You'll see works by all the great artists of 14th- to 16th-century Florence, as well as prior works that illustrate the evolution in styles and subjects. Best known among the works here is Botticelli's Birth of Venus, but you'll see others that are familiar.
In the first set of galleries, works are hung chronologically, so you can see the changes in order. For example, Cimabue's rather static Madonna Enthroned is compared with a later painting of the same subject by Giotto, showing a more realistic style of the Renaissance painters. There's a lot more here than Renaissance paintings, and an art lover could spend a full day here admiring them all.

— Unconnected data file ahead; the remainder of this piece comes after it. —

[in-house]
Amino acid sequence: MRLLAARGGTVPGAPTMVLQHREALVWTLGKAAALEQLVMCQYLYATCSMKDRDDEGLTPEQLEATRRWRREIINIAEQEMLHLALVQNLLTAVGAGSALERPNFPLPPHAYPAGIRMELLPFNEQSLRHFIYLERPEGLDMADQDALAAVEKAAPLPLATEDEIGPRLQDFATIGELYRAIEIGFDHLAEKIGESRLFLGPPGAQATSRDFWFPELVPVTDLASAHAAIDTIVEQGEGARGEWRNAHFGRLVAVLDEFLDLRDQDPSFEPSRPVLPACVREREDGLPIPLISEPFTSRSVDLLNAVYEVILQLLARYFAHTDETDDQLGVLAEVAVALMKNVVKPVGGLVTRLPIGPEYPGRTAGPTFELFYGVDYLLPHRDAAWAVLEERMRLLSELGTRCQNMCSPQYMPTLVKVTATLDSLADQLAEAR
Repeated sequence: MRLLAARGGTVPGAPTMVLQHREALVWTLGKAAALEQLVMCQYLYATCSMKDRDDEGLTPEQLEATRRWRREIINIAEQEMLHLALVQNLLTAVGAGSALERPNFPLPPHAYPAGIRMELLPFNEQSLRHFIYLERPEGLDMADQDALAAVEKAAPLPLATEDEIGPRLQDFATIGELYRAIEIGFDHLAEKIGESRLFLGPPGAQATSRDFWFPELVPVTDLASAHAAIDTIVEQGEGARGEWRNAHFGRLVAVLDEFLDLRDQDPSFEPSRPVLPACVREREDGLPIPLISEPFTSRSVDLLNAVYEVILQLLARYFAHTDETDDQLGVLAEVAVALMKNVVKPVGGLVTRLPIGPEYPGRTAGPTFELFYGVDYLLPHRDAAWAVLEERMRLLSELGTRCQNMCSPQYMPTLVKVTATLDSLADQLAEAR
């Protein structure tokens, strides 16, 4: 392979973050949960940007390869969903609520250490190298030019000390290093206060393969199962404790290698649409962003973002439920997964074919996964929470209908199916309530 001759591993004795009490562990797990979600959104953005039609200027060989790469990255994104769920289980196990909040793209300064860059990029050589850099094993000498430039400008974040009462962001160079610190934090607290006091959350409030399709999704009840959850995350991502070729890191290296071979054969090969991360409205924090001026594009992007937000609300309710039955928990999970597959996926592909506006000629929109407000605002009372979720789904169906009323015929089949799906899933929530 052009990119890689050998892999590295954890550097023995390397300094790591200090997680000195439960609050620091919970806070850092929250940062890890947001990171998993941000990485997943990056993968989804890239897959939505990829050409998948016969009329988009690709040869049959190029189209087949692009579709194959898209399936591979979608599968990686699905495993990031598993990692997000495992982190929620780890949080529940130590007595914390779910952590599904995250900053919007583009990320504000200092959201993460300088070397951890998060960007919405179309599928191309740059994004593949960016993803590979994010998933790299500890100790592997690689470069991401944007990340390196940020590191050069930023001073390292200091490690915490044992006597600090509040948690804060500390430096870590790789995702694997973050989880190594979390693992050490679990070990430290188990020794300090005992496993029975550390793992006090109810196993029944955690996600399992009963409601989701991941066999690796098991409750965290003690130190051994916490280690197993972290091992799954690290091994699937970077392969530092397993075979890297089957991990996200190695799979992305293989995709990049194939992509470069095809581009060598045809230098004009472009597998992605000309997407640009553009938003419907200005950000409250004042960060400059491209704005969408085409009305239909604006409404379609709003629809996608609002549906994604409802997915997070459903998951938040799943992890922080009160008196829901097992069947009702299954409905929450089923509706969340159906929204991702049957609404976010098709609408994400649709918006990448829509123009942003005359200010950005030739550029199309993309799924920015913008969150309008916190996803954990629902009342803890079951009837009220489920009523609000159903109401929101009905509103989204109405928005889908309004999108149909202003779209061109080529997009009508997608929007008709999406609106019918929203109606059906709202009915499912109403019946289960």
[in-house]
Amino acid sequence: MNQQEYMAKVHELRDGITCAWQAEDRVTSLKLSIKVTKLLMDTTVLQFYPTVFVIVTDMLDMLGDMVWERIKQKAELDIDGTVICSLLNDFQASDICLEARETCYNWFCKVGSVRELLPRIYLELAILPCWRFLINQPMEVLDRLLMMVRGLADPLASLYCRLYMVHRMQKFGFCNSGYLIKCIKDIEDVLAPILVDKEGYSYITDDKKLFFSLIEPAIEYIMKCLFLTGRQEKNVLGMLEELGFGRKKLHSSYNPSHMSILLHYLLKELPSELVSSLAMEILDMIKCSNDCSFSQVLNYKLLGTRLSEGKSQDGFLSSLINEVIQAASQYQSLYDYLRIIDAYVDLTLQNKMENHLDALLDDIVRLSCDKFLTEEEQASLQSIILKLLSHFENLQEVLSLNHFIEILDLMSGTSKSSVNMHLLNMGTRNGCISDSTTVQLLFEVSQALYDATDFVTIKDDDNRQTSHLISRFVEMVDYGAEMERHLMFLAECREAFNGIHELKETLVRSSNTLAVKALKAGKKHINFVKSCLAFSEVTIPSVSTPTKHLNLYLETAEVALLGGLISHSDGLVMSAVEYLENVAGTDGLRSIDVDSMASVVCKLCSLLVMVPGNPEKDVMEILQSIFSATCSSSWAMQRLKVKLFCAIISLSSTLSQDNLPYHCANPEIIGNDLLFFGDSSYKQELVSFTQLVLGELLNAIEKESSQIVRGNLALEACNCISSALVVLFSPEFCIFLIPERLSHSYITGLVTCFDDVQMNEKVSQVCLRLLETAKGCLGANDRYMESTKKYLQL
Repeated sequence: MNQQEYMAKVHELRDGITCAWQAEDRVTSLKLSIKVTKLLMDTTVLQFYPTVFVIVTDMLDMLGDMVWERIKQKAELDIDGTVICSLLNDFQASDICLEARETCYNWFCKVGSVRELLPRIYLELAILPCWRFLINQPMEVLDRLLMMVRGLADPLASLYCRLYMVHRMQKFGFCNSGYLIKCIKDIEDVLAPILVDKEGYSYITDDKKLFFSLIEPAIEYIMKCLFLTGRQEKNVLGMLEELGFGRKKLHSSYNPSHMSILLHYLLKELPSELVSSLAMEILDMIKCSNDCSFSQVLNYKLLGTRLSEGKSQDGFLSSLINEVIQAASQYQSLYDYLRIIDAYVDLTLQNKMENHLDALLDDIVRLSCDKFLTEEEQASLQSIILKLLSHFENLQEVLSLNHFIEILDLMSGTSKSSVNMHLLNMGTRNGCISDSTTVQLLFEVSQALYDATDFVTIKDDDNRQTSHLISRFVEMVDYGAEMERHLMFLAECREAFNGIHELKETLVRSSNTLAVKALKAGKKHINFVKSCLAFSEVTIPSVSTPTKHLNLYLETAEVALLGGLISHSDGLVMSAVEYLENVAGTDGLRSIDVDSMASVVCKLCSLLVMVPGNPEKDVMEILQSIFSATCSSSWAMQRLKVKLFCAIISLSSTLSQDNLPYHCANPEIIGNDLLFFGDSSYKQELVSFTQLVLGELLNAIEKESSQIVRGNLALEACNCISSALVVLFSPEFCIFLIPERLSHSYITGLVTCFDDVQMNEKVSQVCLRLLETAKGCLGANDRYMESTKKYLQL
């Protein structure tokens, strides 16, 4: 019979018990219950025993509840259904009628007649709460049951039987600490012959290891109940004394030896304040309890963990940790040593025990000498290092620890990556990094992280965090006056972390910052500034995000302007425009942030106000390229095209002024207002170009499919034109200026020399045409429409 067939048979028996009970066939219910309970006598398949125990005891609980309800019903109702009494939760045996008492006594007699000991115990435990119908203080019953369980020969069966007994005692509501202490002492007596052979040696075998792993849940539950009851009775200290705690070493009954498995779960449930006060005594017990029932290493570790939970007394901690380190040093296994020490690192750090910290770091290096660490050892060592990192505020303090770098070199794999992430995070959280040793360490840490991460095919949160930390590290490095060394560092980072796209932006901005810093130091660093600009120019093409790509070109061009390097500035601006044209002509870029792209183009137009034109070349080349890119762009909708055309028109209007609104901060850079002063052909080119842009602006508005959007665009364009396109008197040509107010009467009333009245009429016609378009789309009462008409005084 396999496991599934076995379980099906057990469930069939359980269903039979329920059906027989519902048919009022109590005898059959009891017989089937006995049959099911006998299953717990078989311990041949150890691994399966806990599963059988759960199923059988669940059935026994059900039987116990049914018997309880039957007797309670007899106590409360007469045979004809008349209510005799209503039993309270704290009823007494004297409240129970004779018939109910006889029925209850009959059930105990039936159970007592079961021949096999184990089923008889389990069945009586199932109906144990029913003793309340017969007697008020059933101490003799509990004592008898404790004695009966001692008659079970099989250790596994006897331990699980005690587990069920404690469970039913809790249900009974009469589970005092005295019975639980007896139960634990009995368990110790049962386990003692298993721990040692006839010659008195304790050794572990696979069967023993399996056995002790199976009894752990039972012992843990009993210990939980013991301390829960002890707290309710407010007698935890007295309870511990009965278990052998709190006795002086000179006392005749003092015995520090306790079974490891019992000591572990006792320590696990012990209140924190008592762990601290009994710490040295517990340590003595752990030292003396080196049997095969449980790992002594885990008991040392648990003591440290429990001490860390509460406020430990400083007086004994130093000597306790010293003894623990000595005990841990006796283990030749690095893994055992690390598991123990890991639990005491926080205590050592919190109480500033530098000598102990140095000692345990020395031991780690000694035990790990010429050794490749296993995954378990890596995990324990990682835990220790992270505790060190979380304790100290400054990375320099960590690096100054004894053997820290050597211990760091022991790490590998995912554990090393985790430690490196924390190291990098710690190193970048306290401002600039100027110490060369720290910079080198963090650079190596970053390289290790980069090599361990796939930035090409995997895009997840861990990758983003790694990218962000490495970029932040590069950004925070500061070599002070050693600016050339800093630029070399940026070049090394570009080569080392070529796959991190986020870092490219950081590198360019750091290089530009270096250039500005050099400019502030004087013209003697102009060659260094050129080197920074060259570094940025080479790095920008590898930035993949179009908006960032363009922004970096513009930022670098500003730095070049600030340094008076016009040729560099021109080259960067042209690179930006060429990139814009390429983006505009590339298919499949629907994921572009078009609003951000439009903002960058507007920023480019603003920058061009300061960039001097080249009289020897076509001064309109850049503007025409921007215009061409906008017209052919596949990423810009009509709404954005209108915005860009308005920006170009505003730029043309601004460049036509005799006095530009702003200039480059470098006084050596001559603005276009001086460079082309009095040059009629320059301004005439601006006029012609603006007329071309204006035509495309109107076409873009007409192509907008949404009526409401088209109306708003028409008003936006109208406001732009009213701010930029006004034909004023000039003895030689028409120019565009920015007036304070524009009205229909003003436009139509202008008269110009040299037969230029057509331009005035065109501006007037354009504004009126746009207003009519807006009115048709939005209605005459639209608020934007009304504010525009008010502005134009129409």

Pisa's Leaning Tower and Campo dei Miracoli
An icon of Italy, the famed Torre Pendente - Leaning Tower - stands askew beside the duomo (cathedral) and baptistery in an open space known as the Campo dei Miracoli, the field of miracles. The buildings are indeed a miraculous combination of artistic talents, and the delicate marble arcades of Pisa's 12th-century bell tower would have made it one of Italy's great landmarks even if it stood perfectly straight.
But it doesn't, and few tourists can resist the somewhat unnerving thrill of climbing the 294 steps to its tilting top. In combination with the campanile comprising a UNESCO World Heritage site are the Cathedral of Santa Maria Assunta, the definitive example of the Pisan architectural style, with its splendid façade, bronze doors, and pulpit by Giovanni Pisano. Another marble pulpit, a 1260 masterpiece by Nicola Pisano in the adjacent baptistery is one of the great masterpieces of Romanesque sculpture.